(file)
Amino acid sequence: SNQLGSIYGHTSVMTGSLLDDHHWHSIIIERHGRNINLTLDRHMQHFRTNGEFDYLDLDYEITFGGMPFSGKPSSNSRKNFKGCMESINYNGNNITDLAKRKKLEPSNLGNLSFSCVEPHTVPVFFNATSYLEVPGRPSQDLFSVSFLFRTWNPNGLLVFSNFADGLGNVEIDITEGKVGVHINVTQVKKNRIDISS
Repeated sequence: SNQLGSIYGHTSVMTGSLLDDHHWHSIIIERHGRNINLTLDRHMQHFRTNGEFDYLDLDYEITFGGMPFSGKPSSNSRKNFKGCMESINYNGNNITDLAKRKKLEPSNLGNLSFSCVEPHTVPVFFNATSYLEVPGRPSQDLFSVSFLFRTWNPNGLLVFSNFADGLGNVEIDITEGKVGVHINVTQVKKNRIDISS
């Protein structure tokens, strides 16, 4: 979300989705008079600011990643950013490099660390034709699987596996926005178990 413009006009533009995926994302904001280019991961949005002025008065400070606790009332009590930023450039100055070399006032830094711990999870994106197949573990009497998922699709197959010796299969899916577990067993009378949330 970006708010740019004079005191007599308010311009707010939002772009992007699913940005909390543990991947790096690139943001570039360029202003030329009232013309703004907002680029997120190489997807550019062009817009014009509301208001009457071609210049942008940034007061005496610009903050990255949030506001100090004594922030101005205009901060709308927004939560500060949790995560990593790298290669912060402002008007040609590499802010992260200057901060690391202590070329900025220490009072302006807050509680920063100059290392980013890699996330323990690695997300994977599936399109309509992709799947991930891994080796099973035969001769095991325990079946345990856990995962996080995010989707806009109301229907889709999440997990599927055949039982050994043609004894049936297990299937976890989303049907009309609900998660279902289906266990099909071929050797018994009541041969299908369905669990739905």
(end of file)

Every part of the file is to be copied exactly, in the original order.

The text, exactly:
Amino acid sequence: SNQLGSIYGHTSVMTGSLLDDHHWHSIIIERHGRNINLTLDRHMQHFRTNGEFDYLDLDYEITFGGMPFSGKPSSNSRKNFKGCMESINYNGNNITDLAKRKKLEPSNLGNLSFSCVEPHTVPVFFNATSYLEVPGRPSQDLFSVSFLFRTWNPNGLLVFSNFADGLGNVEIDITEGKVGVHINVTQVKKNRIDISS
Repeated sequence: SNQLGSIYGHTSVMTGSLLDDHHWHSIIIERHGRNINLTLDRHMQHFRTNGEFDYLDLDYEITFGGMPFSGKPSSNSRKNFKGCMESINYNGNNITDLAKRKKLEPSNLGNLSFSCVEPHTVPVFFNATSYLEVPGRPSQDLFSVSFLFRTWNPNGLLVFSNFADGLGNVEIDITEGKVGVHINVTQVKKNRIDISS
């Protein structure tokens, strides 16, 4: 979300989705008079600011990643950013490099660390034709699987596996926005178990 413009006009533009995926994302904001280019991961949005002025008065400070606790009332009590930023450039100055070399006032830094711990999870994106197949573990009497998922699709197959010796299969899916577990067993009378949330 970006708010740019004079005191007599308010311009707010939002772009992007699913940005909390543990991947790096690139943001570039360029202003030329009232013309703004907002680029997120190489997807550019062009817009014009509301208001009457071609210049942008940034007061005496610009903050990255949030506001100090004594922030101005205009901060709308927004939560500060949790995560990593790298290669912060402002008007040609590499802010992260200057901060690391202590070329900025220490009072302006807050509680920063100059290392980013890699996330323990690695997300994977599936399109309509992709799947991930891994080796099973035969001769095991325990079946345990856990995962996080995010989707806009109301229907889709999440997990599927055949039982050994043609004894049936297990299937976890989303049907009309609900998660279902289906266990099909071929050797018994009541041969299908369905669990739905």